By Brian C. Baer
“Really?” would be the inevitable response. “Her? You like Britney Spears?”
The revelation was always greeted by disbelief, but I was never certain why. After all, I was on my way out of middle school when “Baby, One More Time” debuted on Total Request Live. I attended a private Christian school, just as Britney did in the music video. I’d been drawn in by the oddly personal quality to that video; she had a way of looking at the camera as if it were a window and my living room was just on the other side of it. It felt like eye contact, like something secret was being shared.
So surely, I was in the right demographic, but maybe that was the issue. Maybe it was all too obvious. A crush on Britney Spears must have appeared too conventional for me.
By the time my feelings came to light, she’d released another album or two. I was in high school, and I was in a punk band. I’d become the kid who read Salinger and Thoreau during lunch breaks, the one whose thrift store clothes and hair dye were never quite within the boundaries of the school’s dress code. Much like Britney’s musical evolution, I was transitioning into adulthood but unwilling to let certain childhood inclinations fall behind.
I was also deeply insecure. This image I’d made for myself was a life preserver to keep me afloat amid the choppy waters of adolescence. At that age, everything I had felt like it could be snatched away so easily. So I grasped it tighter.
I learned to love what I loved, but at a safe, not-quite-serious distance. It couldn’t be a genuine thing. It all became ironic.
They would ask, “Do you really like Britney Spears?” And I would reply with a roll of my eyes, “Oh, yeah. Totally. Why, don’t you?”
“But you don’t like the music, right?”
“Let’s just say we can all agree that ‘Oops! I Did It Again’ was a less than inspired sophomore effort.”
They would laugh, and their laughter would explain it all away. But more, it inspired my enablers. I was given a locker-sized Britney Spears calendar, and I displayed it with pride. Next, the girls in my class who had actually purchased the CDs began to take scissors to the booklets. Day after day, I was gifted with new Britney cut-outs. They went up in my locker, too.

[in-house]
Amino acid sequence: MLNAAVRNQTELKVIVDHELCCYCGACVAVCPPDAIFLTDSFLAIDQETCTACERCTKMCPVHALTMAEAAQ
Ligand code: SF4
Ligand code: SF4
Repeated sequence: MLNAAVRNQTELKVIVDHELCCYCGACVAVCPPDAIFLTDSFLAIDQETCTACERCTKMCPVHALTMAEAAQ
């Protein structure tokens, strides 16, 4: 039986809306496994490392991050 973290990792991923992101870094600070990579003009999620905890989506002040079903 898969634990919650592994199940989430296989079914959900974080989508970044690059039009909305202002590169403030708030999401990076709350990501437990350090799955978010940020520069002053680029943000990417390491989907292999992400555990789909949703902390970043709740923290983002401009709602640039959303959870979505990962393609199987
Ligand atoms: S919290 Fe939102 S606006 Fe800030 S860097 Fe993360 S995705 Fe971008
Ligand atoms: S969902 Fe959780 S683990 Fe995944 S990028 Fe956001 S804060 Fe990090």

As the photos began to engulf the entirety of my locker door, word began to spread around school. Everyone said how funny my joke was. They called it the Shrine.
When I was a teenager, I didn’t think about the future. I couldn’t foresee the way my newly forming habits would impact the rest of my life. I didn’t consider how blending two distinct, opposing emotions, like appreciation and derision, could make it harder to feel or express sincerity. I couldn’t picture myself a decade older, unable to wholly love or completely hate anything. I never thought I’d live to keep everything kept at that cool, cold distance.
And it was cemented the day the vice-principal stopped at my locker. “A lot of the younger students look up to upperclassmen like you,” he said, “and we don’t want them all doing stuff like this. I know the Shrine is just a joke, and I think it’s funny, but maybe you should think about taking some of that down.”
I did think about it, but even that wasn’t a real consideration. It was all for the laughs.
Brian C. Baer is the author of a novel, "Bad Publicity" (Porfirio Press, 2015) and one non-fiction book, "How He-Man Mastered the Universe: Toy to Television to the Big Screen" (McFarland Books, 2017). His pop culture essays have appeared in Vex Mosaic and Comic Book Media.